The study and practice of science increases our knowledge and it is knowledge and know-how (technology) that are the foundation of innovation. Innovation has provided the wherewithal not just to cope with an ever expanding number of people, but even to improve if somewhat unequally the economic well-being of that population.
I have been for many years a great fan of Richard P. Feynman. Dick Feynman was not only a Noble Laureate, an outstanding teacher, but also a person of insatiable curiosity. He had an incredible array of experiences, many of which are related in his book Surely You’re Joking Mr. Feynman. One of the many insightful observations made in that book is that integrity is the essence of science. In scientific experiments, he says, integrity demands that potential errors arising from approximations be fully and precisely reported so that others who want to verify or challenge or improve the theory behind the experiment may do so. Only in that way can theories be tested and refined. Contrast that with what passes for scientific “truth” in much of the advertizing for pharmaceuticals.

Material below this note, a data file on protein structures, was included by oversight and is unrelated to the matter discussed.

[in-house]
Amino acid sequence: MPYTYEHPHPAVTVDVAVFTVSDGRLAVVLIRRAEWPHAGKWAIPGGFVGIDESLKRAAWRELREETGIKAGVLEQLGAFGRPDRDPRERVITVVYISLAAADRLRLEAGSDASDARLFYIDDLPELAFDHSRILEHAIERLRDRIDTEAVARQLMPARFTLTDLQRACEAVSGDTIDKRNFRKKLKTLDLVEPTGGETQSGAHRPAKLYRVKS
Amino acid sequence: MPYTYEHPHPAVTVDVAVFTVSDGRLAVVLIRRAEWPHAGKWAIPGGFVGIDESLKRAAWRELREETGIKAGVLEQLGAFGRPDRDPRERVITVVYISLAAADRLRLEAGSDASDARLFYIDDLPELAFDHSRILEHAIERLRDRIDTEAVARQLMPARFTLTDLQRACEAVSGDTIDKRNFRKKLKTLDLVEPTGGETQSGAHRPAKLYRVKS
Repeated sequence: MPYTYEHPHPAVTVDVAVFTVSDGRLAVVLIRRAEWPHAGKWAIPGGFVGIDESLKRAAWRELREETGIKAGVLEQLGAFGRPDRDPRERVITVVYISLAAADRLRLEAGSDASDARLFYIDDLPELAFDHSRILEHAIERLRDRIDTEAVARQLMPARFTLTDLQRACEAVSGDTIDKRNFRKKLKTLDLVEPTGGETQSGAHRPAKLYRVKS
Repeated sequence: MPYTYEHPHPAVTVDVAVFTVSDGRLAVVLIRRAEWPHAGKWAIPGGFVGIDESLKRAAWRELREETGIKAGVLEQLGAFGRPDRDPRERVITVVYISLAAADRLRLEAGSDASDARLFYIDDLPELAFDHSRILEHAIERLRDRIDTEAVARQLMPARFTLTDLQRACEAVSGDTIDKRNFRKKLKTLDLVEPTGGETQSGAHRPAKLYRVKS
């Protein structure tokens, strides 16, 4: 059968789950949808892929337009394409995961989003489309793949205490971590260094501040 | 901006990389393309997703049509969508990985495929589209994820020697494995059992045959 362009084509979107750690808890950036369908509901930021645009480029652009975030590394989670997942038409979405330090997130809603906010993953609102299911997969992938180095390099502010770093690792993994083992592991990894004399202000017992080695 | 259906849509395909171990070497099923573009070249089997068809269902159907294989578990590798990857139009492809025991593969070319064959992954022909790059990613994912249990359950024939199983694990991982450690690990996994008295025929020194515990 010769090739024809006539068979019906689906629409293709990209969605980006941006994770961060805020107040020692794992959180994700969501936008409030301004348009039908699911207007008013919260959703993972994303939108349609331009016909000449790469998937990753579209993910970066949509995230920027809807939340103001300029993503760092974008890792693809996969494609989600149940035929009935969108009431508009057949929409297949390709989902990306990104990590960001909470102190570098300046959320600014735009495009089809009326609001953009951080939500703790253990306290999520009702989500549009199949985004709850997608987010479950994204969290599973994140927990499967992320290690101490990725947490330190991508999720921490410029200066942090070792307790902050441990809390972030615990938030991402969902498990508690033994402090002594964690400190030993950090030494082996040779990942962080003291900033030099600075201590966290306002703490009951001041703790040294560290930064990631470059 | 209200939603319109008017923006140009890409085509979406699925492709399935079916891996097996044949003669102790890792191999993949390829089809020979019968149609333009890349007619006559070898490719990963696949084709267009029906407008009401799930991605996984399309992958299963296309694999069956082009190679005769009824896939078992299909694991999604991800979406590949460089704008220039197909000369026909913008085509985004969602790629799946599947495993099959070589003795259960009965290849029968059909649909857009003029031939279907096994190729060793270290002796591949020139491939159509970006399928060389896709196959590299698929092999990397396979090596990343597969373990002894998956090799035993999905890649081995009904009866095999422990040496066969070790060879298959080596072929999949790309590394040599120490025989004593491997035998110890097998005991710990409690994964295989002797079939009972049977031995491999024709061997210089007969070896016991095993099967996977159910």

Theories can only be tested by experiments – the test of reality. But this “reality” is in turn a matter of being able to measure things to see if they fit the theory. A simple example is gravity. We all learned that acceleration due to gravity on earth is a constant. This “constant” has been continually refined for some 200 hundred years. Similarly the value of “big G,” the gravitational force between any two objects is currently accurate to about one part in 10,000. But using new measurement technology based on atom interferometry this can be refined and made more precise. The ultra precision of atoms interferometry, resulting from the tiny wave lengths of atoms, opens up a host of applications such as improving exploration for minerals, detecting underground bunkers, more precise navigation than is possible with GPS just to name a few.
Science is the continual search to improve what we think of as the truth. Measurement allows us to test theories and improve (or disprove) them. Integrity is the framework for that never-ending truth. In socio-economics we have a long way to go to even come close the paradigm that guides science.